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Equipment Bunkers – Form Follows Function

This might sound strange, but I believe there’s something “sacred” about pool equipment. The reason I use that word is simply because these are machines that take care of our health, as well as our comfort. I feel much the same way about HVAC systems and in the broader sense public water-treatment systems.

Fact is, our modern world doesn’t exist without these devices. Water treatment, refrigeration, air-conditioning, heating, they are all benchmarks of an industrialized society. For the most part, the technologies that create safe living environments, in and out of the water, work so well and are so reliable, we spend most of our lives not giving them much thought at all, even though we are utterly dependent upon these mechanized life-support systems.

If this seems so self-evident that it barely warrants mentioning, I say, not so fast. Consider what happens with swimming pool and spa equipment. You have a set of devices that are directly responsible for the health and wellbeing of every person that goes in the water. Yet, all too often, the equipment is not given a proper space of its own to function correctly and more to the point, facilitate required service and repair.

Fact is, we don’t give the machines a proper place of their own, and sometimes we pay a price.


It’s a common refrain among the ranks of pool service technicians, equipment “rooms” are way too small. Whether installed outdoors on a pad exposed to the elements, or in some type of bunker or indoor space, equipment rooms are treated as an afterthought, a glorified broom closet, and completely inadequate. Having personally serviced pools for decades, I can’t even recall the numerous times I’ve been forced to work in tiny spaces crammed with equipment that you can barely access, let alone service or replace.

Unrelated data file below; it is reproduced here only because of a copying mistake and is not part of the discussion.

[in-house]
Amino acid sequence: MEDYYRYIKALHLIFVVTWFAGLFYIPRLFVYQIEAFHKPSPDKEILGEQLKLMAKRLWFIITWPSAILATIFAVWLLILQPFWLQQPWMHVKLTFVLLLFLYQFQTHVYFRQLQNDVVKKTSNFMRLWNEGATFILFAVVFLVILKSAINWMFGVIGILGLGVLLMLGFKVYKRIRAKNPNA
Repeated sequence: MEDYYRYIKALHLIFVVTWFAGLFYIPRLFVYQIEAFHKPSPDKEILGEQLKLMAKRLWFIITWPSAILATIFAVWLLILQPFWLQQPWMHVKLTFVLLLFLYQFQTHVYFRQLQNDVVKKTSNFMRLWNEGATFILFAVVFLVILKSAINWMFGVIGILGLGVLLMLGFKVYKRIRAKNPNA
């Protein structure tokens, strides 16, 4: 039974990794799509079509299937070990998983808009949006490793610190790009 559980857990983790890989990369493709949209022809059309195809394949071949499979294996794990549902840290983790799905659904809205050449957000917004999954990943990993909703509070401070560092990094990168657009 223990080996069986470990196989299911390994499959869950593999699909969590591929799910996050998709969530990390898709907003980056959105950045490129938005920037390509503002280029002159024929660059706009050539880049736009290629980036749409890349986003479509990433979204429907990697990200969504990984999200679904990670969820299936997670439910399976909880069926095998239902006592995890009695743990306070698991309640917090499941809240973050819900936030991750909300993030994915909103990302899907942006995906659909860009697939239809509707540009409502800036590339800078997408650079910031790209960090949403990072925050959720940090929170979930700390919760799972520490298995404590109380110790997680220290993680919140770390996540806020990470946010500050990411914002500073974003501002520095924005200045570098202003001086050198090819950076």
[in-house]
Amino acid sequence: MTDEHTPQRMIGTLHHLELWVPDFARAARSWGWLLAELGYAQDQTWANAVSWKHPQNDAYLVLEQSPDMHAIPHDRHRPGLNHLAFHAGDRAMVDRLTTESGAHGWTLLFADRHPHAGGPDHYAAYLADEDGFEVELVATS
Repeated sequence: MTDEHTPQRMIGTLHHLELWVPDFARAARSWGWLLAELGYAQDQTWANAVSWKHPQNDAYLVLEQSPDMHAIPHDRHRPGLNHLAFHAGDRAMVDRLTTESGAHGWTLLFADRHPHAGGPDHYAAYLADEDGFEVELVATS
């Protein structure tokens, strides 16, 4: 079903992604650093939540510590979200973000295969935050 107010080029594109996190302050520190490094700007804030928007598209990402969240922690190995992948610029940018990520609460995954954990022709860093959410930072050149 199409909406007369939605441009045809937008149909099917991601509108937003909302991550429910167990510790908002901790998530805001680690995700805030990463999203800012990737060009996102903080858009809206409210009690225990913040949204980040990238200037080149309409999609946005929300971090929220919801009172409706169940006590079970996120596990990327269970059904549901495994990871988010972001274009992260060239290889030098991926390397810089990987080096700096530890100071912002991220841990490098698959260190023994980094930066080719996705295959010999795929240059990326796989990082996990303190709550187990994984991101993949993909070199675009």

Not only are these spaces way too small, they are poorly lit, or have no lighting at all. They have no ventilation, difficult access, and they’re dangerous. I’ve hit my head countless time, cut myself on sharp edges and nails, inhaled chemical fumes and been bitten by insects. I’ve never been electrically shocked, but that’s probably just luck.

What happens as a result is service techs will avoid these nasty confines as much as possible. That inevitably leads to problems that occur when you don’t inspect the machinery on a regular basis. They break down. Oftentimes, the plumbing in these cramped equipment rooms is so haywire, it dramatically impacts hydraulic efficiency and overall system function that depend on adequate flow rates. The list of potential problems goes on and on.

Ultimately, when you hobble pool and spa systems by jamming them into inadequate space, the consumer is at greater risk, both in terms of health, and costs associated with systems that don’t function properly. And, there’s greater risk and liability exposure to the contractor, service company, and in ultimately the property owner.

This is why at SRK Pools we urge all our clients to make room for the machines. It’s really just common sense. You take care of them, and they’ll take care of you.

the Water Geek


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A blog about all things water, written by SRK's founder Steve Kenny.